Dr. Norberg—who, yes, has on occasion referred to her project as a labor of love—told Scientific American that such a massive crafty undertaking appealed to her sense of humor because “it seemed so ridiculous and would be an enormously complicated, absurdly ambitious thing to do.”

That’s the point at which many people’s brains would give them permission to stop, but Dr. Norberg and her brain persisted, pushing past the hypothetical, creating colorful individual structures that were eventually sewn into two cuddly hemispheres that can be joined with a zipper.

(She also let slip that her brain—by which she means the knitted one, though the observation certainly holds true for the one in her head—is female, due to its robust corpus callosum, the “tough body” whose millions of fibers promote communication and connection.)

via The Telegraph

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Ayun Halliday is an author, illustrator, theater maker and Chief Primatologist of the East Village Inky zine.  Join her in New York City for the next installment of her book-based variety show, Necromancers of the Public Domain, this April. Follow her @AyunHalliday.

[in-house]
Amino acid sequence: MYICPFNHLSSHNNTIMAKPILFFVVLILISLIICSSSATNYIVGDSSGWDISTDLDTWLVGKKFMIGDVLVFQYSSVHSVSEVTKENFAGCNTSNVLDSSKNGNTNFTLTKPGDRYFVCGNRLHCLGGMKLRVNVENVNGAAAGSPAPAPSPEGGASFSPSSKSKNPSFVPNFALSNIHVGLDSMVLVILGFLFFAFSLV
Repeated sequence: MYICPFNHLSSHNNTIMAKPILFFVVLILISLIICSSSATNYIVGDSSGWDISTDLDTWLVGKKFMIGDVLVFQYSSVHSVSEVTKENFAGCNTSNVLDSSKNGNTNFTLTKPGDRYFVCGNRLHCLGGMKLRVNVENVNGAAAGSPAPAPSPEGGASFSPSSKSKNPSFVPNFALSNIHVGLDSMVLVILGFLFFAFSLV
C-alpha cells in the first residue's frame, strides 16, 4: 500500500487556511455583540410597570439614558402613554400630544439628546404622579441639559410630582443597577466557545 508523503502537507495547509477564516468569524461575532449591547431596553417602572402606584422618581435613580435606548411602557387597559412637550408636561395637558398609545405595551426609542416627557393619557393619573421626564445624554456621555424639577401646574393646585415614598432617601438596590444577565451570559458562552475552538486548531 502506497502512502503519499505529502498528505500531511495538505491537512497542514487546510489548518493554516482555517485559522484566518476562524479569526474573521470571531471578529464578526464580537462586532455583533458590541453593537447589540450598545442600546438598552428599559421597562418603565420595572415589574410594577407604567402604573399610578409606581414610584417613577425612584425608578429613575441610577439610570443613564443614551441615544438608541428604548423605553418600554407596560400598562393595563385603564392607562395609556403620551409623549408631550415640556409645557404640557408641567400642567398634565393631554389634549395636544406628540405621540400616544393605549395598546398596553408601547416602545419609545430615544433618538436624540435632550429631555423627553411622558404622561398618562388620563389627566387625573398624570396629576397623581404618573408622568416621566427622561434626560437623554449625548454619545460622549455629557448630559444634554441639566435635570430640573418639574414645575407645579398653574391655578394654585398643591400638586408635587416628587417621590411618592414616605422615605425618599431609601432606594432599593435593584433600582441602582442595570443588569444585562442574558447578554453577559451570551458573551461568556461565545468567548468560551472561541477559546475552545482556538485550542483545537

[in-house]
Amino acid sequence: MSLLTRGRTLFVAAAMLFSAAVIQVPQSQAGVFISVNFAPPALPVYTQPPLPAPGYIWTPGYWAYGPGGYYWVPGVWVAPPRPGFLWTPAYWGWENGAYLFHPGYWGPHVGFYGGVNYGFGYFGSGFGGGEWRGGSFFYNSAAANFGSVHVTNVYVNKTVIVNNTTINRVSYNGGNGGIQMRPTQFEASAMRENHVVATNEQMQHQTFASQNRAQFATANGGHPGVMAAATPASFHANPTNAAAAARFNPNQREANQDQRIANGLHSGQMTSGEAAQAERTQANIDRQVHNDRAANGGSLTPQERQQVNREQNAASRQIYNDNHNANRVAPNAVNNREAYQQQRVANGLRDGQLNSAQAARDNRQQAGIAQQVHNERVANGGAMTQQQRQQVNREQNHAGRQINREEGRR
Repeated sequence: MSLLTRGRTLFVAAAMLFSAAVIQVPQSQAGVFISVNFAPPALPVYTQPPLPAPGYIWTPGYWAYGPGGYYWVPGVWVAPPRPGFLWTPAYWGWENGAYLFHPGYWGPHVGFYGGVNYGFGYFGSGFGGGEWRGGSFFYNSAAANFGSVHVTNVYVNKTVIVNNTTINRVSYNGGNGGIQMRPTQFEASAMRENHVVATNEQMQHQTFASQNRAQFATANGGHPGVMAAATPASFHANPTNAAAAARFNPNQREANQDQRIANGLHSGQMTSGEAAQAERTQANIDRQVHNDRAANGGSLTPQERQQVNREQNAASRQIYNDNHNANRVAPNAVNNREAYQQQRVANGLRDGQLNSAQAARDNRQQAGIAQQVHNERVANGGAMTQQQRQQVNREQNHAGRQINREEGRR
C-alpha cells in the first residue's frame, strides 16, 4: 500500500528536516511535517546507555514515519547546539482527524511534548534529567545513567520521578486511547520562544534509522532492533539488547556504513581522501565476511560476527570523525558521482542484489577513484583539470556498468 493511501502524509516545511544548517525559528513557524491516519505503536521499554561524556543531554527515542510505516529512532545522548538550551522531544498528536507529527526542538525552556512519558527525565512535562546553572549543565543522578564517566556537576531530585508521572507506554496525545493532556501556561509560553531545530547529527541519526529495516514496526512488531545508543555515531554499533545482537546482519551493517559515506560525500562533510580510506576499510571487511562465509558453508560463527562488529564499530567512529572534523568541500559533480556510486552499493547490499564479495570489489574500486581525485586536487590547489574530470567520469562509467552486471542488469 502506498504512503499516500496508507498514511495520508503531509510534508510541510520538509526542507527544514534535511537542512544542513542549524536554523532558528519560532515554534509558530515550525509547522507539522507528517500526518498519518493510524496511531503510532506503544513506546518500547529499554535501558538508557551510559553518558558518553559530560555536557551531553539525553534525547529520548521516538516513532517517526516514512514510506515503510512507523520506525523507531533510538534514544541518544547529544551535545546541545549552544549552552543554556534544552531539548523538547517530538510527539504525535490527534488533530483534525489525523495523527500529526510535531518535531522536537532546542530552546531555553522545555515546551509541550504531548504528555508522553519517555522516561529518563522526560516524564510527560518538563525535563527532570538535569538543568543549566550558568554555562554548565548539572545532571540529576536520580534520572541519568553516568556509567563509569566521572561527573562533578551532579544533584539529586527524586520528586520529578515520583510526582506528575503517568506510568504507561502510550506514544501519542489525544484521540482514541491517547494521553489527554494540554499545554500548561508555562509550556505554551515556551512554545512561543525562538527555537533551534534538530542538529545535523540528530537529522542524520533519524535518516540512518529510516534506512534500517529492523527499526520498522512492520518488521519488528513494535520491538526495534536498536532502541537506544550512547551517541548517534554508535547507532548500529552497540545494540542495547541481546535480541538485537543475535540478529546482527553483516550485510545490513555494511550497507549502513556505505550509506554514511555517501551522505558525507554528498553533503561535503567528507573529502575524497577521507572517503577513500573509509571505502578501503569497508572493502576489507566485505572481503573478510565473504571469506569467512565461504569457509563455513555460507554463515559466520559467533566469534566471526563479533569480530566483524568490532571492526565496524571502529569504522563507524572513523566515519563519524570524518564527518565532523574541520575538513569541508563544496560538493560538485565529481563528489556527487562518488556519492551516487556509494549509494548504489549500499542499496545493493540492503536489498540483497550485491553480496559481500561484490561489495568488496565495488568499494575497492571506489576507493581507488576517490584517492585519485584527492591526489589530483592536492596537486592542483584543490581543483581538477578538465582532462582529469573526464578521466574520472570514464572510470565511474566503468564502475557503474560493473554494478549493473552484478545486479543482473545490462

Why We Dance: An Animated Video Explains the Science Behind Why We Bust a Move

Has any culture, apart from that of the tiny Utah town in Footloose, done entirely without dancing? It would at first seem that any human need the rhythmic shaking of one's limbs to organized sound fulfills must reside pretty low on the overall priority scale, but anthropology tells us that various human societies started dancing before they got into most every other activity that fills their time today. "Why is this ostensibly frivolous act so fundamental to being human?" asks the Aeon video above. "The answer, it seems, is in our need for social cohesion — that vital glue that keeps societies from breaking apart despite interpersonal differences."